In case you've never seen it before, Indianapolis' Lucas Oil Stadium shares a striking resemblance to a massive barn -- that is, if barns had retractable roofs, club seating and a pair of enormous Jumbotrons. Anchoring the south end of downtown Indianapolis, the House that Peyton Built will be packed to the rafters on Sunday night, with nearly 70,000 fans expected to cram into the stadium for Super Bowl XLVI.
As you might expect, tickets for Sunday's game aren't cheap. At SeatGeek, we’re constantly tracking the ups and downs of ticket prices on over 60 secondary ticket marketplaces, and with average prices for this year's Super Bowl just shy of $3,500, one absolute fact is that tickets to year's big game are very expensive. So we asked ourselves a simple question: What it would cost, at a bare minimum, for the absolute worst seat in the Big Barn on Sunday?
The answer -- $2,250 for a seat in the very top row in the corner of Lucas Oil Stadium's 600 Level -- no doubt seems outrageous. But if you’re an ardent Giants or Pats fan trying to make a value judgment on whether or not the worst seat at Super Bowl XLVI is even marginally better than the free front-row seat on your couch, hear me out on something:
I've sat in the worst possible seat at Lucas Oil Stadium before, and it's an experience I wouldn't trade in for anything.
My day started at the crack of dawn on a foggy April Saturday as we began our westward drive through the rolling foothills of North Carolina. As a student in my final semester at Duke University, two friends and I instinctively decided to hop in the car and make the drive to Indianapolis to see our school play in the National Semifinals of the 2010 Final Four. Thanks to a university lottery that broke our way, we'd all been fortunate enough to secure tickets for the game, which we were required to pick up on-site.
Ten hours and five states later, we parked our car a few blocks away from the stadium and walked up an hour before gametime to claim our tickets. After tearing into the envelope holding my ticket, my first reaction to my seat assignment was that I wouldn’t only need binoculars, but also an oxygen tank for the hike up!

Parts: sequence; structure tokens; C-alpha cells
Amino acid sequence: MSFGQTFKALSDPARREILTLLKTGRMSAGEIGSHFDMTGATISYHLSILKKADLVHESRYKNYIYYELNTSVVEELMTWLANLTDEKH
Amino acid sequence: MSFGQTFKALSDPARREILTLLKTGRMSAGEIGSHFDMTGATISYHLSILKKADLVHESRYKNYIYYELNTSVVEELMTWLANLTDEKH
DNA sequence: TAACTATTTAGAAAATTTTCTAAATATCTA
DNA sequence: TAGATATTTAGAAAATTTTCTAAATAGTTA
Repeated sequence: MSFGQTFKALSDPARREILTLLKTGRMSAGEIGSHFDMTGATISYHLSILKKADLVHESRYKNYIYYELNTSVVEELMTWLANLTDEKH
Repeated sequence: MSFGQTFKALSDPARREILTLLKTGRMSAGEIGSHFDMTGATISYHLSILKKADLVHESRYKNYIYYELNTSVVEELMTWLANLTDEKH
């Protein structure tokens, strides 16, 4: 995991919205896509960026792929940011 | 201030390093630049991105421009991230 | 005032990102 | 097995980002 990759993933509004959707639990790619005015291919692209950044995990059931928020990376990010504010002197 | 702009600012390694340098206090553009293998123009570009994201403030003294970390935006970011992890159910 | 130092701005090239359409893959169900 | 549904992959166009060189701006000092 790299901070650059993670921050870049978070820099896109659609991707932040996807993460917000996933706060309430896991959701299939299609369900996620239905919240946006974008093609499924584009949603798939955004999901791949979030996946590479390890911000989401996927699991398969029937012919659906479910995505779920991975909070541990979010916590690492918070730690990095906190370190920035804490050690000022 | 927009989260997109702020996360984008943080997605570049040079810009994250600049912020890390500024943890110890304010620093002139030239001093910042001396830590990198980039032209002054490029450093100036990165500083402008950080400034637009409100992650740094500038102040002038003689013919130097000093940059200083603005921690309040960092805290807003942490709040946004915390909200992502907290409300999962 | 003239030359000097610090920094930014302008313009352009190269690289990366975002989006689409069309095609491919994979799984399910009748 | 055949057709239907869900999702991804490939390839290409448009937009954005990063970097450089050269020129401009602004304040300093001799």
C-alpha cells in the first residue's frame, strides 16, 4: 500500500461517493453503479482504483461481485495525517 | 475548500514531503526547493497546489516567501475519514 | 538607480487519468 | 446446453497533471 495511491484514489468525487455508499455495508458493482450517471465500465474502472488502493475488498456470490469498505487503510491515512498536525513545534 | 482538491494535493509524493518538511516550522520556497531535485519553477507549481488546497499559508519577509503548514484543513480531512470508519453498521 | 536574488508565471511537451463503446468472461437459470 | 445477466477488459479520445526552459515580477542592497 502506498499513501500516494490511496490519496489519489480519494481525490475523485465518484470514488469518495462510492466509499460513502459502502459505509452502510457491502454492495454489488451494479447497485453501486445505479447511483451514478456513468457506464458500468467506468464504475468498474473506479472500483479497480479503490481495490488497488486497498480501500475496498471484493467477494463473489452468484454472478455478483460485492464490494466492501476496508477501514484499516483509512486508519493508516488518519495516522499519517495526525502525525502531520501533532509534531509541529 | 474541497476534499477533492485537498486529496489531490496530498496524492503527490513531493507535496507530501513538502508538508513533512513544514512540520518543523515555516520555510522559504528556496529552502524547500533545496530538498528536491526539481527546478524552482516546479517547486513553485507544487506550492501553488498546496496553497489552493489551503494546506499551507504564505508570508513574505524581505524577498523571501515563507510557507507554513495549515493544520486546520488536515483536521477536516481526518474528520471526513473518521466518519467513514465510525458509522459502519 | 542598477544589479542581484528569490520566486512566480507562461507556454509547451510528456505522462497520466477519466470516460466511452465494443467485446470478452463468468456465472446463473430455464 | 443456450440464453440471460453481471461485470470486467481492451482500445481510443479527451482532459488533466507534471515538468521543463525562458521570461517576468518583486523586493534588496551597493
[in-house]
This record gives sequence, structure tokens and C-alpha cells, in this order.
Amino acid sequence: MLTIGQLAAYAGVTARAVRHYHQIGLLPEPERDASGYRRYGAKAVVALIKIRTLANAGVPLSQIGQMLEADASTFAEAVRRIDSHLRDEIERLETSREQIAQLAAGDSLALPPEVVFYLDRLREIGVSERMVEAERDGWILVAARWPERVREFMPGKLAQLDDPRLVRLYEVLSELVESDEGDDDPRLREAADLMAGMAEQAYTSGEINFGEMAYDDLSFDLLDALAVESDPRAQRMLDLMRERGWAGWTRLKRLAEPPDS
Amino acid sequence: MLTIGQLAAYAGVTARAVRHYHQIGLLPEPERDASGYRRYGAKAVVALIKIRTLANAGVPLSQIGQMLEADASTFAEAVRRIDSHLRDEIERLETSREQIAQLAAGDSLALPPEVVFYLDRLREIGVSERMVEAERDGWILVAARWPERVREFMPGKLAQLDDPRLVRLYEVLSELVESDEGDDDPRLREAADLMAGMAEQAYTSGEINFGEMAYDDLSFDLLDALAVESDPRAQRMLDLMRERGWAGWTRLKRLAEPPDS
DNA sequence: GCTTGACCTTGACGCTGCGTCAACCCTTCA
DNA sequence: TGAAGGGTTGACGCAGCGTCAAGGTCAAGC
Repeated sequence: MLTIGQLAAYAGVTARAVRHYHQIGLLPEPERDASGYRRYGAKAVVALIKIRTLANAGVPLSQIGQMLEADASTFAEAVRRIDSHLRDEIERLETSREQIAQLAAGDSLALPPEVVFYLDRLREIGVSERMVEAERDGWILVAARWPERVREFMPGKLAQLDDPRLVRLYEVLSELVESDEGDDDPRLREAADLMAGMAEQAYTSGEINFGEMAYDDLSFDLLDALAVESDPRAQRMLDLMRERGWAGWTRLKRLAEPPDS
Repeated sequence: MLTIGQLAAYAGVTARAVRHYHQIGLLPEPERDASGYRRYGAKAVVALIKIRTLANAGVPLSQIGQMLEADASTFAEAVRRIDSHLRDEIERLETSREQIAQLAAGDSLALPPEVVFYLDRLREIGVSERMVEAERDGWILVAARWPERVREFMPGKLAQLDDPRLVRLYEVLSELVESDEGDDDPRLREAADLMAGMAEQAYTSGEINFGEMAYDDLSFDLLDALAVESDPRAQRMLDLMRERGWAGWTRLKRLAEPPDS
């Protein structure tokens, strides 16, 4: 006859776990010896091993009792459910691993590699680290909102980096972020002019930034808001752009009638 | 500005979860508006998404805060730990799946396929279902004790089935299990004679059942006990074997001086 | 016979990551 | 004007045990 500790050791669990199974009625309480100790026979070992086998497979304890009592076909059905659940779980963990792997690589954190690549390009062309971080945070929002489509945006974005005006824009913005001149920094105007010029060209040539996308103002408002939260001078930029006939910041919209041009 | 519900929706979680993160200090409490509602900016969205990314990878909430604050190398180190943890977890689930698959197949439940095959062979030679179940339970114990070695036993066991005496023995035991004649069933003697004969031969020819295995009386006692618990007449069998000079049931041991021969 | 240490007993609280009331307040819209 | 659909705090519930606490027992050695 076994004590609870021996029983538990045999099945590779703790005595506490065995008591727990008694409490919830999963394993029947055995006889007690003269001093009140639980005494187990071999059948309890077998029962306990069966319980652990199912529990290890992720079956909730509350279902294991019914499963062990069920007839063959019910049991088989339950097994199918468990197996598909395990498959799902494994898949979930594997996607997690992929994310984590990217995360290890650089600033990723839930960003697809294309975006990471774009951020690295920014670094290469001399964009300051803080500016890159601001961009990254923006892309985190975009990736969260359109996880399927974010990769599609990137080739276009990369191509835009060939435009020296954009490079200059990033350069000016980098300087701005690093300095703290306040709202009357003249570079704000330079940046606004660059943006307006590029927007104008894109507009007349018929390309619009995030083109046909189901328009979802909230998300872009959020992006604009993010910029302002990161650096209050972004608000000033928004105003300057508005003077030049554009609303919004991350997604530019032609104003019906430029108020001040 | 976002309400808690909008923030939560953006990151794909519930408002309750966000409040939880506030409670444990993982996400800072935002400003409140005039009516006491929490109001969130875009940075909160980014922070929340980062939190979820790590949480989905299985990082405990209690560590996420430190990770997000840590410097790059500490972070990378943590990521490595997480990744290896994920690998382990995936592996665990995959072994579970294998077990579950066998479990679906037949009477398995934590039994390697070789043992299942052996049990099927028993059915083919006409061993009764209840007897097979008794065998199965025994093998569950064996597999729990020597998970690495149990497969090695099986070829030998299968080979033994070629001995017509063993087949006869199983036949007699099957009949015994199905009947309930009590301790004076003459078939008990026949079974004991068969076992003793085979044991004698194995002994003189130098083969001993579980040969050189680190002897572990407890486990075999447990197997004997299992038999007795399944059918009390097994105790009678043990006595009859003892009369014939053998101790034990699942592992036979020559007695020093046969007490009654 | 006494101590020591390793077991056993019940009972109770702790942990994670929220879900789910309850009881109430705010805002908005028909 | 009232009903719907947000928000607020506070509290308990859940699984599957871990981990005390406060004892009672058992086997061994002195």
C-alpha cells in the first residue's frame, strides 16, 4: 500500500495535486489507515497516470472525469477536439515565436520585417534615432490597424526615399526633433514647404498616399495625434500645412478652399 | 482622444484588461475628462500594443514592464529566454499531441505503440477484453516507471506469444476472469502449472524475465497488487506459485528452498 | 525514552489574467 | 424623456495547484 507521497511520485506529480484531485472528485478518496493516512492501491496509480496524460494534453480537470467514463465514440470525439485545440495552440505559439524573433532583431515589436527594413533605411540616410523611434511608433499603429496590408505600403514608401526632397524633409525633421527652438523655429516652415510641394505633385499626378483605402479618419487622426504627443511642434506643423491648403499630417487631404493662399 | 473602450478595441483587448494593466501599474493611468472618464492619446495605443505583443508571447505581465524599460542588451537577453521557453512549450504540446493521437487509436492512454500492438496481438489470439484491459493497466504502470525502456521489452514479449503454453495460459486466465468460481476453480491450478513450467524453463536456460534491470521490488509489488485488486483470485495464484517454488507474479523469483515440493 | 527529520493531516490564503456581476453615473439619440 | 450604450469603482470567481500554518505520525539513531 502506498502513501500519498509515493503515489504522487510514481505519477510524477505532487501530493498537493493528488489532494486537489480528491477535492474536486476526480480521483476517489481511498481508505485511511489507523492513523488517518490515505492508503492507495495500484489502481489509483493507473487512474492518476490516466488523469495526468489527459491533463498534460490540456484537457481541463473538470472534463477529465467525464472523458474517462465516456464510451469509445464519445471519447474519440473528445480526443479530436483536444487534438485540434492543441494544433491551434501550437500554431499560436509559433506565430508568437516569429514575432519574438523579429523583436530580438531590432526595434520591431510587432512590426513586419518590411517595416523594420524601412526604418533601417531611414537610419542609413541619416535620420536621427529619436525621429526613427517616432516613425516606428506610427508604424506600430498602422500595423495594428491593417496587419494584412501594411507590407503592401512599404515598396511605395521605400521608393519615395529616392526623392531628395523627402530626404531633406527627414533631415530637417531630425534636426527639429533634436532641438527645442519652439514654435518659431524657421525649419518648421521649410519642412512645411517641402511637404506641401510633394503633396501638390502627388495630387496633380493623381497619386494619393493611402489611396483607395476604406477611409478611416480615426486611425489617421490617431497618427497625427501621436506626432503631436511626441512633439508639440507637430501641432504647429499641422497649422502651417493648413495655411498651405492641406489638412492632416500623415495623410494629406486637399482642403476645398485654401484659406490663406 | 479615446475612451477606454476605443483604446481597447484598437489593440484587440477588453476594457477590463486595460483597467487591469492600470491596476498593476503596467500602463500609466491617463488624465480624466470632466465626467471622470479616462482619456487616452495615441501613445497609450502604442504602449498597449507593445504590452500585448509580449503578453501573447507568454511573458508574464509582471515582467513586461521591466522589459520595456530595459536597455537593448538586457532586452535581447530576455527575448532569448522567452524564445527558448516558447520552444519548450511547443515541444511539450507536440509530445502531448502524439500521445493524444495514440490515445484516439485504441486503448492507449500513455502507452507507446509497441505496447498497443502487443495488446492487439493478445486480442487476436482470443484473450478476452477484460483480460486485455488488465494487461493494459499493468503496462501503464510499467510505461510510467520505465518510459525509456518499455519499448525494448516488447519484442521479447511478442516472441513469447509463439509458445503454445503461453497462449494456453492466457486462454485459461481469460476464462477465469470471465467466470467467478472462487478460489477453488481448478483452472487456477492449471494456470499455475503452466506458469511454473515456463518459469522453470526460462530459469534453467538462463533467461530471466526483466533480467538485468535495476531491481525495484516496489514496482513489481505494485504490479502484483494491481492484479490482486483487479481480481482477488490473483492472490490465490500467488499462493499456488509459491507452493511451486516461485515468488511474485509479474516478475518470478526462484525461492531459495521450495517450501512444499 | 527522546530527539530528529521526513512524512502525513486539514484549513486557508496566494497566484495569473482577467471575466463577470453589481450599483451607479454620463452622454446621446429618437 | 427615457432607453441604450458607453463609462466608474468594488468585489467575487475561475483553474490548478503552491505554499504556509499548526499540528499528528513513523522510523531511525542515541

My seats were in Section 631, Row 23. Way, way up there, in the upper barn rafters of Lucas Oil. In fact, as we'd soon learn, we were as physically far away from the action as you could possibly be while still having a seat. In the very top row of Section 631, with nothing but a corrugated metal wall behind us, I felt like I might have been better off watching the action on the court from the gondola of the Goodyear blimp.
But as Butler and Michigan State tipped off in the first National Semifinal, my anxiety about being so far away from the action faded. The hometown crowd was just as loud in Section 631 as anywhere else in the building as the Bulldogs nipped the Spartans in a 52-50 squeaker that was far more thrilling than the low final score would indicate. And when my own team came out of the gate strong and cruised to an easy win against West Virginia, I truly quit caring at all about where I was in sitting. Simply being present to soak in the experience of the day made my long drive and trip to Indy so very worth it.
And once you get in the building, strange and wonderful things can happen. For the national final, the NCAA automatically reassigns the seating behind the basket on the floor exclusively to students from the two remaining teams. So just like that, we received a dream seat upgrade, and 48 hours after arriving at Indy I was lucky enough to have an up-close view of one of the most thrilling finishes to a NCAA Tournament final in recent memory -- a finish that just barely went Duke's way.
So in the overall balance of things, the true benefit of seeing your team win the big game in person is hard to pin down, and almost impossible to price. Yeah, so I sat in the worst seat in the stadium.
Trust me, it was worth the drive -- and the money.
Will Flaherty is the Director of Communications at SeatGeek, the web's leading ticket search engine, and a shameless Duke fan.
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